It was a glorious day, and we hung around the car park for a while and looked at the information board with an immense number of sponsors displayed on it.
There were masses of coloured horses, they may be overcrowded, but they appear to be in good condition.

It was finally decided that we should wait outside the front of the house where we enjoyed the sunshine and watching masses of families playing and enjoying the park. What a brilliant asset it is for the people of Swindon, on our doorstep.
I took a couple of photos of people playing in the wide open spaces, but all you can see if wide open spaces so I only included one:

 After hanging about for a while, Hilary Benn arrived and we were introduced as the Croft Field campaigners, and managed a chat over a cup of tea at the cafe. I am sure it was a lot to take in as we talked about 99 year leases, 3 year change of use clauses and our concern that decisions will be made to sell off our assets to those wanting to develop land.
Below Hilary Benn talking to Mark Dempsey Deputy Leader of Swindon Labour party..
The Oasis held up as a success story of a leisure centre sold 2 years ago, does not look like the sort of place you would set as an example of how well things are working. The swimming facilities leave a lot to be desired, it's worth visiting them if anyone is any doubt about what is happening at the Oasis. The former Clare's equipment site looks as though it might become prime development land rather than a deeply unsustainable ski park.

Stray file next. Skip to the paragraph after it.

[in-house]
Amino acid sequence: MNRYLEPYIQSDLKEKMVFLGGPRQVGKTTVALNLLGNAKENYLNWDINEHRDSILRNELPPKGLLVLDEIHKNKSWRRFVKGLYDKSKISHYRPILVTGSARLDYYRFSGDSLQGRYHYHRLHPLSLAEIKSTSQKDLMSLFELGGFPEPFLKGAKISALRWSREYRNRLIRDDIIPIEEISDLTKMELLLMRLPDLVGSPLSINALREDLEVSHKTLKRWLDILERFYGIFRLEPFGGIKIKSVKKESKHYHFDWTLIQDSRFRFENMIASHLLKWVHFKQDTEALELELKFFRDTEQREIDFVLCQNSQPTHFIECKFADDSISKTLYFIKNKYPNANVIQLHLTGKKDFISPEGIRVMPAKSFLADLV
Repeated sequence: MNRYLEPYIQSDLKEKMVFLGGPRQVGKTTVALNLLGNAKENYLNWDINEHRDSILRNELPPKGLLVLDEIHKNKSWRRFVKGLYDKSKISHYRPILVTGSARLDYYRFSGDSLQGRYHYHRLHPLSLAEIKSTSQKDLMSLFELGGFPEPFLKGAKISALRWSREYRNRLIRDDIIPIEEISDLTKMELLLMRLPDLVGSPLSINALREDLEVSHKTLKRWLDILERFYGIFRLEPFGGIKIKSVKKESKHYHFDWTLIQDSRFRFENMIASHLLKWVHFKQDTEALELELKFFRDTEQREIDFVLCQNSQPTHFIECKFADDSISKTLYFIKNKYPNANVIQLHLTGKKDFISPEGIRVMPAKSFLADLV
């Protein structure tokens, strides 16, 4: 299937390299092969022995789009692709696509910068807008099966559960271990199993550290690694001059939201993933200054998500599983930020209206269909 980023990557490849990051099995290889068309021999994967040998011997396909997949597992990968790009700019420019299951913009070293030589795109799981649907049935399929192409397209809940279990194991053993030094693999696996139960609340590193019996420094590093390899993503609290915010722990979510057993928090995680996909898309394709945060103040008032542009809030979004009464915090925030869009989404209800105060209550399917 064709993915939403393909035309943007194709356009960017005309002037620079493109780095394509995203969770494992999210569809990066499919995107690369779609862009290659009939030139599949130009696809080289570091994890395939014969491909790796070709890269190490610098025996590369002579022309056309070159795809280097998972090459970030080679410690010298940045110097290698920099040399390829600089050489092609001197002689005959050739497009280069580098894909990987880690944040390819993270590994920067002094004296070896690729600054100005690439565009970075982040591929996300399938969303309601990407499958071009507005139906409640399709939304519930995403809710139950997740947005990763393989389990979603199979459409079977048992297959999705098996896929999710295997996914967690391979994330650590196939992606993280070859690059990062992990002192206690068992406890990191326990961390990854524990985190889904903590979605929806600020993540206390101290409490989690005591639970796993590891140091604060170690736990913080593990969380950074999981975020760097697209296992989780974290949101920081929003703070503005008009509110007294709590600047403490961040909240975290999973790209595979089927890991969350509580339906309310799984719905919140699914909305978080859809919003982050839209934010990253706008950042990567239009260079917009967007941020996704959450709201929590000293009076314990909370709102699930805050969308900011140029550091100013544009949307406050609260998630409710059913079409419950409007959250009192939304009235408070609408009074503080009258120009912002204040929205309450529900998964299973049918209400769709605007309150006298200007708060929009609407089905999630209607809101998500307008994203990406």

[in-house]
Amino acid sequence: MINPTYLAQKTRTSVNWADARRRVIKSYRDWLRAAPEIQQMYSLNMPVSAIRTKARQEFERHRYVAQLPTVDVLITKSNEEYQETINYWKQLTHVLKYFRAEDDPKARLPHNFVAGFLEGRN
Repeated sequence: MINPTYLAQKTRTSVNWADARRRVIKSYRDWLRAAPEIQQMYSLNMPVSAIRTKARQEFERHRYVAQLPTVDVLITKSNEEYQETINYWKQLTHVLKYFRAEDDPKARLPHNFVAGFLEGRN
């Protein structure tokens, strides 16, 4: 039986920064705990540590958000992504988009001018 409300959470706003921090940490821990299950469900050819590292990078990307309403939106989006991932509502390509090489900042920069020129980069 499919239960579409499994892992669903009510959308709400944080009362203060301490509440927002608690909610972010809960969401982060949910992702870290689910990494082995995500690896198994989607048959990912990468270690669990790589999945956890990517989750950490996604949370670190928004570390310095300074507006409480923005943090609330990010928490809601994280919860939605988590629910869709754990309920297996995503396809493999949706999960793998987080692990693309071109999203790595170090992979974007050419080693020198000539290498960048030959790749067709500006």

Basic details of the Croft Fields campaign appear on our leaflet:

Although the consultation has ended, you can join the 'STOP Croft Fields Being Sold' page on Facebook, and sign the online petition at

Sunday, 20 April 2014

Declan Kelly's Exhibition at the Central Library

It's well worth having a look at Declan Kelly's exhibition in the Central Library, in the corridor behind the coffee bar.
It's entitled The Last Supper - vessels brought to the table , it goes on to say this work considers ideas raised by the last supper. We are all vessels, what do you bring to the table?
 There are then 12 pictures of vessels beautifully presented:

 He's had a spirit level hasn't he to put up this exhibition?
 And Pat Elmore's sheep are looking more at home than ever under the silver birch tree.
Our Swindon Open Studios May exhibition with a literary theme to coincide with the 21st Swindon Festival of Literature will be hung on May 2nd, handing in between 5.30-6.30pm

Friday, 18 April 2014

Mary Keen's Garden at Duntisbourn Rous